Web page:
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The Unleashed Dogs of War

By Donovan, Prisoner of War in America

The United States is in a paroxysm punishment and imprisonment and, having encouraged repressive police methods nationwide, outrages such as the New York City plunger incident and the Texas beatings of Missouri prisoners should not be surprising. The surprise comes with the "shock and dismay," mouthed by the officials who have promulgated these get tough measures. Whatever did they expect? Unleash the dogs of war and they are going to bite.

In the New York City episode, which has now ballooned into $450 million lawsuit, one of New York's Finest -perhaps in a xenophobic rage-sodomized a Haitian national with a toilet plunger. Were this not depraved enough, officer Justin Volpe then allegedly bashed the plunger through the victim's teeth, breaking his jaw and cramming the plunger down his throat. One assumes that his badge was glinting brightly against the dark blue field of his uniform all the while.

Despite the victim's injuries, which included a pierced rectum and a lacerated bladder, Mr. Louisiana was denied medical care for several hours. Although the New York City Commissioner of Police tried to put the usual tag of this being an isolated incident, as a matter of fact the reason for the high dollar amount of the suit is because abuses have become commonplace in the name of crime busting in the Big Apple.

The question needs asking: what is the functional difference between random street crime and methodical police crime? Doubtless, violent crime requires vigorous suppression, but on the other hand, is this country poised on the verge of law enforcement running amok? We believe it is, just ask any Hispanic who has driven through Mississippi lately.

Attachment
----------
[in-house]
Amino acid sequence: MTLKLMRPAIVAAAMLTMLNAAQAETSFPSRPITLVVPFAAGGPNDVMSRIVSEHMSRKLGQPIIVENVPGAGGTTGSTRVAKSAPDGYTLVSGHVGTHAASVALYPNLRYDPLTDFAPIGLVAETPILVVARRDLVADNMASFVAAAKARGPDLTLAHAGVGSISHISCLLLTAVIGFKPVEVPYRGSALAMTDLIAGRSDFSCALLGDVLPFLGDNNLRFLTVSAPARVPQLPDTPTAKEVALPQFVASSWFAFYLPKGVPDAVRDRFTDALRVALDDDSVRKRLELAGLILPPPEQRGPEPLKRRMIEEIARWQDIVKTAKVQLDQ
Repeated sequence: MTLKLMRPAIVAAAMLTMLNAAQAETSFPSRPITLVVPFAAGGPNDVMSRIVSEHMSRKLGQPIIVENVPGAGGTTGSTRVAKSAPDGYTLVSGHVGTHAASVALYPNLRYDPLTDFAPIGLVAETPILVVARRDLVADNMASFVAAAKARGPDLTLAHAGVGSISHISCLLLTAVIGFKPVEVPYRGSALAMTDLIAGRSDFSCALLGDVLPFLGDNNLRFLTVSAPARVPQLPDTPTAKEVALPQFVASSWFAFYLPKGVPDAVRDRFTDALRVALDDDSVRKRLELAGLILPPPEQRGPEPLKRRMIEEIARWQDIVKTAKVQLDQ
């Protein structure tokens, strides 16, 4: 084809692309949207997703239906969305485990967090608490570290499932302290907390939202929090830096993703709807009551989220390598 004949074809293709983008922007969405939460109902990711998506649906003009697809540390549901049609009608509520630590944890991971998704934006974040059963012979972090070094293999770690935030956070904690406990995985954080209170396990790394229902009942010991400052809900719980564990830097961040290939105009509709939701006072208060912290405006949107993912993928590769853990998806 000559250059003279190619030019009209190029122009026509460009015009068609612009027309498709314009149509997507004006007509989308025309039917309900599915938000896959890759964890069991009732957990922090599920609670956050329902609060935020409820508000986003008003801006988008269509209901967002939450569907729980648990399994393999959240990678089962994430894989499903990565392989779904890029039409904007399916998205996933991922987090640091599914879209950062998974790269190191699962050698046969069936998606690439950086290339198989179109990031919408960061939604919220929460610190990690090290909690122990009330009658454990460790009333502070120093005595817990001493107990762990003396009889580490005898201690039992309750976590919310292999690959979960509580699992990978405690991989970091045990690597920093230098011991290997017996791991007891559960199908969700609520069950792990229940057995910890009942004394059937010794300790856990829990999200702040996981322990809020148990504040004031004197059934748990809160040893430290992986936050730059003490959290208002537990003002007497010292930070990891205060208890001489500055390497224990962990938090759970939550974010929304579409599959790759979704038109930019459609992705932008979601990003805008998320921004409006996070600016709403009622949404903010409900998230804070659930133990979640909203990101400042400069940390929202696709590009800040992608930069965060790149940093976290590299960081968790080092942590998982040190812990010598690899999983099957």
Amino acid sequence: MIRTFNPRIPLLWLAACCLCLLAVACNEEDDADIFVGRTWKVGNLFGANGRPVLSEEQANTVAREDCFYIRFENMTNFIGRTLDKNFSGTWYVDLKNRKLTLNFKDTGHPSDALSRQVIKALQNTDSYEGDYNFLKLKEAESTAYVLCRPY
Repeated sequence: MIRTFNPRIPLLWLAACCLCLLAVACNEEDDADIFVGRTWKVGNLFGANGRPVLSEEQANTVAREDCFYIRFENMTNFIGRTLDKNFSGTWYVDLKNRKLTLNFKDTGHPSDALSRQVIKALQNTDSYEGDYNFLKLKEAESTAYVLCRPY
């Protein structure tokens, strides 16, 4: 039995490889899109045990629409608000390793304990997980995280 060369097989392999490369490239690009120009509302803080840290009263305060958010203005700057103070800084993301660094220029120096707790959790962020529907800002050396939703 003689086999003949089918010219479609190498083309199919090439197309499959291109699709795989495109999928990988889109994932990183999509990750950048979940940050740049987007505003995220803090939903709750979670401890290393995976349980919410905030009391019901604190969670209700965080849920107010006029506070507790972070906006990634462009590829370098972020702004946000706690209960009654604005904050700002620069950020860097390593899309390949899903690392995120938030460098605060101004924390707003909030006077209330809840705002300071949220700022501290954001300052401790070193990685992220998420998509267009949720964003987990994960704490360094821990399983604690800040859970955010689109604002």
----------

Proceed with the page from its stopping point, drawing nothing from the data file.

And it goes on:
The taped beating of Missouri prisoners raises profound questions which reach beyond the brutality of kicking, beating and siccing dogs on helpless people. The primary question is this: should a country engage in profiteering off its criminalized class? Unsavory historical examples of this kind of opportunism abound and they have left a bitter, long lasting legacy: British deportees to Australia, indentured servitude, endless chain gangs and Asian work prisons making products for state profit. What privatizing does however, removes wards of the state even further from public responsibility. The video tape in question was, for instance, over one year old. It was made as a training film, perhaps for Brutality 101 or How to Reduce the Cost of Alpo. It was shocking alright, with staff and SWAT type law enforcement officers gleefully testing electromagnetic principles on the genitalia of prisoners.

The men from Missouri had repeatedly complained of vicious treatment from unbridled use of the stun gun to scanty food of poor quality. These complaints, muffled by the privatizing entity-in this case a company called Capitol Correctional Resources, Inc., of Jackson, Mississippi-and Texas state bureaucrats, were ignored in turn by Missouri officialdom. They were far away prisoners, out of sight and out of mind. Only the release of this brutal training tape called attention to their plight. How much of this goes on? We are betting that, like the anally fixated New York cop, we are only seeing the tip of a very large, very dark iceberg. What is emerging is the inevitable result of a society that has hyped crime and given police over-broad authority. For those of you who are complacent, remember that handcuffs and toilet plungers have this in common: one size fits all.

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